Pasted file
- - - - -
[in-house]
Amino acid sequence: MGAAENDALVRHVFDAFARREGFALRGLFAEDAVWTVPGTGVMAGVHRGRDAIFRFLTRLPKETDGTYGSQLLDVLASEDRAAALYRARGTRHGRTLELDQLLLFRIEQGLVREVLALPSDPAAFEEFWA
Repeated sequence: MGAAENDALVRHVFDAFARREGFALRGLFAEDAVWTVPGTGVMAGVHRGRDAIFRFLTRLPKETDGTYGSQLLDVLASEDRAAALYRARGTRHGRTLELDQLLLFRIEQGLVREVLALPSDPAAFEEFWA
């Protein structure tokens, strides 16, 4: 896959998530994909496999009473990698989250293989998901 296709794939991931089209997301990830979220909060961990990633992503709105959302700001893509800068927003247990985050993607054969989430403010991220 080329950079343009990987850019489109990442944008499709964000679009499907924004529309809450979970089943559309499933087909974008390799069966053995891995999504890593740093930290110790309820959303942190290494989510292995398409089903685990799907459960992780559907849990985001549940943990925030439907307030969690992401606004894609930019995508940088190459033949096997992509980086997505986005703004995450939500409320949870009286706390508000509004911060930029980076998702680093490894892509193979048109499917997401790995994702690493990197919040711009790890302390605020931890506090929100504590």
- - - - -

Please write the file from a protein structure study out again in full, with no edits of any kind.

[in-house]
Amino acid sequence: MGAAENDALVRHVFDAFARREGFALRGLFAEDAVWTVPGTGVMAGVHRGRDAIFRFLTRLPKETDGTYGSQLLDVLASEDRAAALYRARGTRHGRTLELDQLLLFRIEQGLVREVLALPSDPAAFEEFWA
Repeated sequence: MGAAENDALVRHVFDAFARREGFALRGLFAEDAVWTVPGTGVMAGVHRGRDAIFRFLTRLPKETDGTYGSQLLDVLASEDRAAALYRARGTRHGRTLELDQLLLFRIEQGLVREVLALPSDPAAFEEFWA
């Protein structure tokens, strides 16, 4: 896959998530994909496999009473990698989250293989998901 296709794939991931089209997301990830979220909060961990990633992503709105959302700001893509800068927003247990985050993607054969989430403010991220 080329950079343009990987850019489109990442944008499709964000679009499907924004529309809450979970089943559309499933087909974008390799069966053995891995999504890593740093930290110790309820959303942190290494989510292995398409089903685990799907459960992780559907849990985001549940943990925030439907307030969690992401606004894609930019995508940088190459033949096997992509980086997505986005703004995450939500409320949870009286706390508000509004911060930029980076998702680093490894892509193979048109499917997401790995994702690493990197919040711009790890302390605020931890506090929100504590």